But, Medicaid expansion!
Gov. John Bel Edwards’ idea to put almost half the people in Louisiana on government health insurance supposedly would make the world all right. Objective observers knew differently, and time has demonstrated their critiques to be correct.
Supposedly, expansion would save money; it hasn’t and now costs state taxpayers (most recently) $312 million a year extra on behalf of many people who once had their own insurance. One reason it was supposed to be a cost-saver is that uncompensated care costs would come down; these haven’t and Louisiana’s actually have increased slightly compared to historical averages prior to expansion. Increased wasted payments and thousands more vulnerable lives lost, as a result of shifting dollars and attention away from them in order to shovel these to the expansion population, because of expansion also have cost the Louisiana polity.
Despite all these shortcomings, expansion’s apologists still could try to cling to the idea that it brought better outcomes to the target population. Yes, it makes some people worse off, redistributes wealth especially to the detriment of the lower middle class, and strips the state of resources to tackle other needs, but as wasteful and inefficient as expansion is, advocates still could argue that it makes the health of the target population better.
Well, no. Recently, the state’s largest insurer Blue Cross/Blue Shield, using data before and after expansion occurred – which has ballooned the state’s population on Medicaid to nearly 40 percent and most recently paid for five-eighths of all live births in Louisiana – observed that pregnancy and childbirth complications had risen 32 percent in the 2014-18 span. Expansion, because it extended coverage to folks of limited means allegedly without health insurance, should have triggered a decline in these problems as expectant and new mothers sought care.
Why prenatal health outcomes got worse rather than better points to a major fallacy in the belief that expansion would prove so unambiguously beneficial. Proponents labor under the illusion that health problems in the U.S. in the main stem from lack of access to health care because of individual monetary concerns, when in fact that is much less determinative than the desire to invest in one’s own health, particularly through lifestyle choices.
A BCBS official succinctly illuminated this when commenting about the numbers. She noted that “we not only live in Louisiana, but we live in the United States and we have more high blood pressure, more diabetes and more obesity than most of the other developed countries,” which cause increased birth-related complications. These conditions almost exclusively result from avoidable lifestyle choices, which Medicaid does next to nothing to deal with and in fact, as it holds out an illusion of care, counterproductively incentivizes such behavior.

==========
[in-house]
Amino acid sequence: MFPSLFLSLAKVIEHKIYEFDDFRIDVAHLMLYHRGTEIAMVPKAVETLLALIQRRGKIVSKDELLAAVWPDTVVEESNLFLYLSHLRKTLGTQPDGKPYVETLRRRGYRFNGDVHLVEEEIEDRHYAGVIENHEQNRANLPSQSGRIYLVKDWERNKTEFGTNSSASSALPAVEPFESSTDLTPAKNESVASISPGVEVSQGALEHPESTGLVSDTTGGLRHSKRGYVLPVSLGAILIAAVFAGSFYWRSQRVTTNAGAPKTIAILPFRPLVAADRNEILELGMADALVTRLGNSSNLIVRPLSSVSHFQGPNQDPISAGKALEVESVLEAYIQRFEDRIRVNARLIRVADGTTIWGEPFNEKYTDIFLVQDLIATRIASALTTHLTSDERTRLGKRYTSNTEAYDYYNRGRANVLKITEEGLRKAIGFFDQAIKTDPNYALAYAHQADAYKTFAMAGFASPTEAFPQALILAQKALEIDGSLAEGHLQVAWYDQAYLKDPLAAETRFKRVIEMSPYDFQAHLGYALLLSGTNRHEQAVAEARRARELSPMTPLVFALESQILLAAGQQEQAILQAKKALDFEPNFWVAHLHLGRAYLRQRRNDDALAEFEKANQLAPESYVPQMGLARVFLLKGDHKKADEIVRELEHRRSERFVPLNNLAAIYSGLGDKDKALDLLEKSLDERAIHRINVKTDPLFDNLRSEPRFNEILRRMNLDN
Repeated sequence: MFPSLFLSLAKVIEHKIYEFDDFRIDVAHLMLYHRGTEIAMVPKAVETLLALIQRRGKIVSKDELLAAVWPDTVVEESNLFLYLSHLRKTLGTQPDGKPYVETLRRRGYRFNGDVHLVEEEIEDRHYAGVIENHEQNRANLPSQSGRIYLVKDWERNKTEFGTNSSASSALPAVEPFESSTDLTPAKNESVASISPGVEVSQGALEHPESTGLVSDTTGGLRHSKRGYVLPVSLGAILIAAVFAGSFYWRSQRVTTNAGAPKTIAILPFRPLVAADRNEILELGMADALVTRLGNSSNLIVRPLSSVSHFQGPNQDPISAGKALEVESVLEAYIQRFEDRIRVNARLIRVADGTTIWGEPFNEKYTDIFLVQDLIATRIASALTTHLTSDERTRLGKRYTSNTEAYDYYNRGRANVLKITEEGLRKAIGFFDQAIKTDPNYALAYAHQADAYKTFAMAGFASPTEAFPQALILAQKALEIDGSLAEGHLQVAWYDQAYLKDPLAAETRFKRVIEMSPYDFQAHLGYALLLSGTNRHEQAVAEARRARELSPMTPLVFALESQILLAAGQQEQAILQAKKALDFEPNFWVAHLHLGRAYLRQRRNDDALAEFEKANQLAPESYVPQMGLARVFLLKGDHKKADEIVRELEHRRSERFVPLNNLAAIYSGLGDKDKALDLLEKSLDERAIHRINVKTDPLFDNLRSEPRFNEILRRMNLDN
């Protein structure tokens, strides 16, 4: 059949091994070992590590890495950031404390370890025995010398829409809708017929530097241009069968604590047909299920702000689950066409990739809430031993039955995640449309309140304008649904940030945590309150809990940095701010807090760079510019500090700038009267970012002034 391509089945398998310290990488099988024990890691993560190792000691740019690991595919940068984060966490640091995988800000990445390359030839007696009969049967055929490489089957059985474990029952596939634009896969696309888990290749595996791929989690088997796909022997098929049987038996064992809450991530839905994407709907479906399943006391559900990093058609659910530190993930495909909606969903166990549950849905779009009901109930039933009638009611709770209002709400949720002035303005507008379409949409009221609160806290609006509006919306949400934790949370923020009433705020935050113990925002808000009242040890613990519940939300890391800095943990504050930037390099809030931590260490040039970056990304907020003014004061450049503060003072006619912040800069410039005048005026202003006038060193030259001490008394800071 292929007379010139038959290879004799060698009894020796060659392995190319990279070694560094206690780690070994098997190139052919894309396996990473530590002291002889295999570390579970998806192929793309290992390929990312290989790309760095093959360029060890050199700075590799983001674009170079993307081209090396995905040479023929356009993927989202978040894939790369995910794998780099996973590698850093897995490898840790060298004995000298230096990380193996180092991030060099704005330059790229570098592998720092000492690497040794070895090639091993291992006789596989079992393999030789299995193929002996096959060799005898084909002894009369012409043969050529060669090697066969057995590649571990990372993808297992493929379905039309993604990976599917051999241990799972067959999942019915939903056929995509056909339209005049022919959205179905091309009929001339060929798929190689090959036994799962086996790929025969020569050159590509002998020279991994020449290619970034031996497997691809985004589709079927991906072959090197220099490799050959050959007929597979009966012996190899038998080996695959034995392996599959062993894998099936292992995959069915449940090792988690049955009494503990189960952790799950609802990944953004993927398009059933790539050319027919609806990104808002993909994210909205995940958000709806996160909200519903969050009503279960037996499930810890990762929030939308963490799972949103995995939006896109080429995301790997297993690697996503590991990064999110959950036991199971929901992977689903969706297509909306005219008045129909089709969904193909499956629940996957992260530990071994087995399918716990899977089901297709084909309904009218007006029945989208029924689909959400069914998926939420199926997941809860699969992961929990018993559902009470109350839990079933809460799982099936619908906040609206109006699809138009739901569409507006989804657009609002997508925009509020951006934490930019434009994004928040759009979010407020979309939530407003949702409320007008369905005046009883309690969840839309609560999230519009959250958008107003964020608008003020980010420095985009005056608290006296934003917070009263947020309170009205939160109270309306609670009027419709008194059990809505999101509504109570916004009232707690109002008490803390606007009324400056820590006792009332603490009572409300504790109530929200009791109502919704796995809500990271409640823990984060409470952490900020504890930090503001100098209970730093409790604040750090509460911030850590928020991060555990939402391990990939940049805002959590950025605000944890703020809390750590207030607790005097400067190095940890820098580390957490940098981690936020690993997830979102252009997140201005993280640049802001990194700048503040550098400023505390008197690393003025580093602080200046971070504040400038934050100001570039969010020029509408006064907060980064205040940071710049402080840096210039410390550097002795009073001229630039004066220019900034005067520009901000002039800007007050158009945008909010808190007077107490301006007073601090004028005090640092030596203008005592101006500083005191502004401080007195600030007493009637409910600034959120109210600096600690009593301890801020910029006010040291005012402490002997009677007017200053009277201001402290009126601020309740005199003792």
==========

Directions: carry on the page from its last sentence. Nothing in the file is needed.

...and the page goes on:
Yet, true believers don’t let the evidence sway their faith in expansion, and celebrate its massive waste that includes having Louisiana taxpayers pony up for 160,000 ineligible recipients (costing the state around $67 million a month), who stay on the rolls because of federal legal changes in response to the Wuhan coronavirus pandemic. One of the faithful is the executive director of the leftist Louisiana Budget Project, Jan Moller. When asked about the almost two-fifths of the state’s population utilizing Medicaid, he crowed about this and claimed “Medicaid is supposed to be there to help people through tough times so we shouldn’t look at this as bad news … we should look at this as Medicaid doing exactly what it’s supposed to do.”
Which shows Moller has no idea what he’s talking about. Medicaid never was designed as a public insurance program for the poor in general but one that targeted people with some kind of medical necessity assumed to threaten to impoverish them. In its earliest years, this meant those who received certain welfare benefits only would qualify for the new program (and the federal dollars that go with it): the aged (with assistance to pay for unfunded Medicare bills), parents with dependents, and people with disabilities.
Over the years, other optional services were added, but no federal effort dictated that non-elderly able-bodied adults without dependents had to be covered by it (states could add this coverage, with their own resources). It was only just over a decade ago when Democrats rammed through into law the ironically-named Patient Protection and Affordable Care Act that Medicaid became perverted into a welfare benefit for any lower-income individual – including those above the poverty line – as an optional state practice but enticed by a federal match exceeding typical reimbursements. Unfortunately, Louisiana drank that Kool Aid.
The recent data on Louisiana childbearing reinforces that Medicaid is a broken system, with expansion its most dysfunctional part. The quicker the elimination of expansion, or at the very least its reform through such mechanisms as the Healthy Adult Opportunity federal government waiver, the better.